Certain events in the local political arena over the last year have made me understand much more completely why Southerners say, ‘We don’t care how you do it up north.’
Tip O’Neill told us all politics are local. What he didn’t tell us is it takes a transplant a long time to truly understand all the intricacies of ‘local.’
As a transplant from the north myself 32 years ago, I know there is a certain amount of resentment someone from the north can expect to experience after relocating permanently to the south.
I always attributed it to that ‘Civil War thing.’ After all, if your ancestors were on the receiving end of one of the biggest ass kickings in military history from my ancestors, you have a right to be a bit resentful.
There is also a significant difference in the general way the two regions view the political spectrum of ideologies, which I felt was a major reason Southerners didn’t want Northerners messing about too much in their politics.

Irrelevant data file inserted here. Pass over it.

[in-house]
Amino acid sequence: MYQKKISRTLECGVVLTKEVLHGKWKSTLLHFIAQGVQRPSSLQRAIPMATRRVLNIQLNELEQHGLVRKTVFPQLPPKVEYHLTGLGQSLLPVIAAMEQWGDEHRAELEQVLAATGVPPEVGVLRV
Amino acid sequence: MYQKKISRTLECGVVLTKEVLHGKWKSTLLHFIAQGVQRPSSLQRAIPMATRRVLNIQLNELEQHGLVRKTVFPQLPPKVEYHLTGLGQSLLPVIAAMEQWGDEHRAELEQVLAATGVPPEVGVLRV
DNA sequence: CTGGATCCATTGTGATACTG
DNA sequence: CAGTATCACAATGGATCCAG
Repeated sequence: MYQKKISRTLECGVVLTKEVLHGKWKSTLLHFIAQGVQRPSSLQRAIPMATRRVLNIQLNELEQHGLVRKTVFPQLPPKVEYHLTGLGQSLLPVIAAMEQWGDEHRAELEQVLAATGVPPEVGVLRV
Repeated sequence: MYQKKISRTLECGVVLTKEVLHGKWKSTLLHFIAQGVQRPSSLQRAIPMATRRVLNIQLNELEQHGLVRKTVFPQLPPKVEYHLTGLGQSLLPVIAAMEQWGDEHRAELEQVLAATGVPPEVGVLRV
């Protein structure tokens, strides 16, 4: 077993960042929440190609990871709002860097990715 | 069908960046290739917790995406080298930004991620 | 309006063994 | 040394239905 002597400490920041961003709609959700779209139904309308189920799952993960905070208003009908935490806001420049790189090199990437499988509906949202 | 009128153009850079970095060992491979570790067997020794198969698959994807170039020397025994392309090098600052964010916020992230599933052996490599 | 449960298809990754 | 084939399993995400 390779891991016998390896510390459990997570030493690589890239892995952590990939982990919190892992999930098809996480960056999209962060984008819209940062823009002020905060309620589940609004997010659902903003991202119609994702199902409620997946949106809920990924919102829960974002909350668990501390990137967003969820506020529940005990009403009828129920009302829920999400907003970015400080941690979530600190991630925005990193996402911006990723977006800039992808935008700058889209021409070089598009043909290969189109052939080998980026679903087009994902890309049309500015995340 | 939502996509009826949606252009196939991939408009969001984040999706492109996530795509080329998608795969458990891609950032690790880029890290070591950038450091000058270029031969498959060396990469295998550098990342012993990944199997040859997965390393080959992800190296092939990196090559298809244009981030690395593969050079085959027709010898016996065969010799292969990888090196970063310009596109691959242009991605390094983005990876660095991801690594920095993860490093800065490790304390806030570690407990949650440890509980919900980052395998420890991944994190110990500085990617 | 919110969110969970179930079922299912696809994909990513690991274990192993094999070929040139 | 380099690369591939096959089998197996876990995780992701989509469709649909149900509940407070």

Can’t blame anyone for that attitude.
Some transplants from the north have operated effectively in the local political arena. Loftus comes immediately to mind in local politics and Mark Kelly on the state level in earlier times.
However, it’s certainly a fact that the most effective politicians during my three plus decades of direct observation in Horry County have been those home grown natives with deep roots in the local area.
Most transplants who have tried their luck at running for local political office have been unsuccessful, except when one transplant was running against another transplant, which has happened, if rarely.
Much of that limited success can be attributed to ‘We don’t care how you do it up north.’
Recently, however, several transplants from the north have truly demonstrated how not to do it in local politics.
Yesterday, one local transplant, Dick Withington, was arrested for trying to get another transplant, incumbent Horry County Council District 4 member Gary Loftus, to pay Withington not to oppose Loftus in the upcoming election for Loftus’ seat.